Press "Enter" to skip to content

Valley People (February 3, 2021)


Typically, for this area, most of the rain falls during the three months of December, January, and February. In rough and round terms, we expect about 10 inches each of those months, which accounts for 3/4 of the total rainfall (about 40 inches per year). But normal and typical are gone, and what we get now is more chaotic. The planet gets hotter by the year and our area is getting drier, with an occasional deluge thrown in for fun. 

We're off to another slow start this rain season (measured October 1 through September 30 the following year). 

The monthly figures for the 2020-21 wet season:

Boonville (10.3" total)

  • 0.1" Oct
  • 1.9" Nov
  • 3.5" Dec
  • 4.8" Jan

Yorkville (13.5" total)

  • 0.0" Oct
  • 2.2" Nov
  • 5.4" Dec
  • 5.9" Jan

WIND-DRIVEN SNOW SNARLED home-bound traffic throughout the county a week ago Tuesday night, as the anticipated winter storm blasted the Northcoast with pounding rains and unprecedentedly heavy snows, closing highways 101, 20, 253, and all their feeder branches. Traffic was snarled by 5pm Tuesday evening on both ends of the Ukiah Road as up to a foot of thick, wet snow blanketed the hills. Boonville-bound commuters were stalled in the snow as several vehicles slid off the pavement while others stalled in the road, blocking Caltrans from clearing the snow that would free them in both directions. As the wind-driven snow and rain picked up momentum more vehicles rolled off the road without sufficient traction to return to it, even if there were no other vehicles blocking their short return to the pavement. 

ALTHOUGH the Caltrans’ road status website at first said 253 was clear for traffic, a quick call to the Sheriff’s non-emergency number was answered by a helpful woman who said emergency responders and CHP were aware that vehicle were already stranded at several crucial road locations throughout the county, and were on the way to the Ukiah-Boonville Road with at least one tow truck. A cell-phone caller to the AVA around 6pm said he was stuck and didn’t know when they’d be able to return to Boonville. 

AT 7:30pm Caltrans issued a brief update: “Route 253 is fully closed in Mendocino County from its intersection with Route 128 to 3 miles west of the intersection with U.S. 101 due to heavy snow.” A Facebook post confirmed that “Caltrans reported vehicles stalled on the Ukiah Boonville Road are making it impossible to clear the road of snow to gravel the pavement.” (The nearest Caltrans road yard is in Boonville so they’d have to clear the higher elevations of 253 to even get to most of the stranded vehicles.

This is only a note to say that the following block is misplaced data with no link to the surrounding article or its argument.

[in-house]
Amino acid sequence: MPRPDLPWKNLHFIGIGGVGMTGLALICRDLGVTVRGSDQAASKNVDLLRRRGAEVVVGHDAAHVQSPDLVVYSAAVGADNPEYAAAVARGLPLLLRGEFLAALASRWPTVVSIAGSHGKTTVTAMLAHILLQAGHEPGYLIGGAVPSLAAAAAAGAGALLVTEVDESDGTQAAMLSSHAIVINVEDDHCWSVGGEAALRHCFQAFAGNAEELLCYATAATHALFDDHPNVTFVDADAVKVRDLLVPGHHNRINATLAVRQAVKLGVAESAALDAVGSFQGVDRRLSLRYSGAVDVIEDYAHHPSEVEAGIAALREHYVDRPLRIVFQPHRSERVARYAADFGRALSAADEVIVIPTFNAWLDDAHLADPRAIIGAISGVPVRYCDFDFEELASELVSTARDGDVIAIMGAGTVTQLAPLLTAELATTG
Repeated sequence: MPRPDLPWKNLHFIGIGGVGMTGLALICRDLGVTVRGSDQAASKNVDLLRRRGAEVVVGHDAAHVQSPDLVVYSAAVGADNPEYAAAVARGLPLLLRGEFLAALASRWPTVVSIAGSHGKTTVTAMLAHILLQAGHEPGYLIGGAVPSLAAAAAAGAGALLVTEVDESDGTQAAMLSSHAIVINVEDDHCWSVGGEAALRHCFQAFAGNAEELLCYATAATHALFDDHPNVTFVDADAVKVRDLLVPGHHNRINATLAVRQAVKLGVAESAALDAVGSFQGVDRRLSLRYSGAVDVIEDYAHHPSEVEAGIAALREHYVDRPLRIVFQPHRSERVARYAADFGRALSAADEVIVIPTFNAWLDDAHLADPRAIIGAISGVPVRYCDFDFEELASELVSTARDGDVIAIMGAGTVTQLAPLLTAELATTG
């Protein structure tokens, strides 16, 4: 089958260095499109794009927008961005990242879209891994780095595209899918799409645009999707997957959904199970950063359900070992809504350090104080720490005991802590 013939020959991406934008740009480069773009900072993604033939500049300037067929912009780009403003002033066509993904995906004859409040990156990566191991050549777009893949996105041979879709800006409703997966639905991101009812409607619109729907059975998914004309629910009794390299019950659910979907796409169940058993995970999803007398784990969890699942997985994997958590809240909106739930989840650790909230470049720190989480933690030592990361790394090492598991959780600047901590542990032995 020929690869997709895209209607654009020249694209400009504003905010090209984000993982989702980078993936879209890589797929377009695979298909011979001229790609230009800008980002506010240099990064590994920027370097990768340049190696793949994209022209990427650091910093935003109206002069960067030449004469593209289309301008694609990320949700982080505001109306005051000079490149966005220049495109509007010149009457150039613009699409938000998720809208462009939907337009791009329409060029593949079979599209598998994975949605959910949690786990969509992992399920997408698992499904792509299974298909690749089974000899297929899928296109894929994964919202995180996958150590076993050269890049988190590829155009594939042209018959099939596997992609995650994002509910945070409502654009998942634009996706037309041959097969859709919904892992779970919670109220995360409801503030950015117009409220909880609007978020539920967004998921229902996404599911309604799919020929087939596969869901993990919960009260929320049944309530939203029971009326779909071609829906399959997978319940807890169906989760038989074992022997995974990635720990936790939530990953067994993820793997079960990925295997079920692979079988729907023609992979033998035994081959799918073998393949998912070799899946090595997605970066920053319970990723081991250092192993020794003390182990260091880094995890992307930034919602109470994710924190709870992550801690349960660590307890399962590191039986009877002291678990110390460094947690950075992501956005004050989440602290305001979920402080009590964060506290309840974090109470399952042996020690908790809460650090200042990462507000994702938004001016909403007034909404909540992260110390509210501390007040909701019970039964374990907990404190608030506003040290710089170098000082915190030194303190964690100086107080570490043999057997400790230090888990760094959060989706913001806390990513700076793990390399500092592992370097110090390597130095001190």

BY 10pm we heard that a few cars on 253 were crawling out of the snow-covered tangle and slowly making their way back to their intended destinations. By midnight Caltrans’ Boonville-based crew, which would work all night, had freed the remaining vehicles mired in the heavy snow. The snow storm was the fiercest old timers can remember. 

A BOONVILLE MAN COMMENTS: "What has happened to people ? I mean seriously, in my 50+ years they never had to close down highway 253 because 30, yes 30! people couldn't drive in the snow and they clogged up the highway for everyone else. Good lord people it’s not that difficult."

THE SHERIFF'S DEPT REPORTS: The Brooktrails Subdivision in Willits received at least 14 inches of snow last night during the winter storm that is passing through Mendocino County. The storm has caused power outages and road closures in Brooktrails because of fallen trees, fallen power poles/lines and vehicles stuck on the snowy roads. Mendocino County Transportation Department and PG&E are working diligently to clear roadways and return power to Brooktrails. Please avoid the area if all possible at this time to allow for workers to expedite their mission for public safety.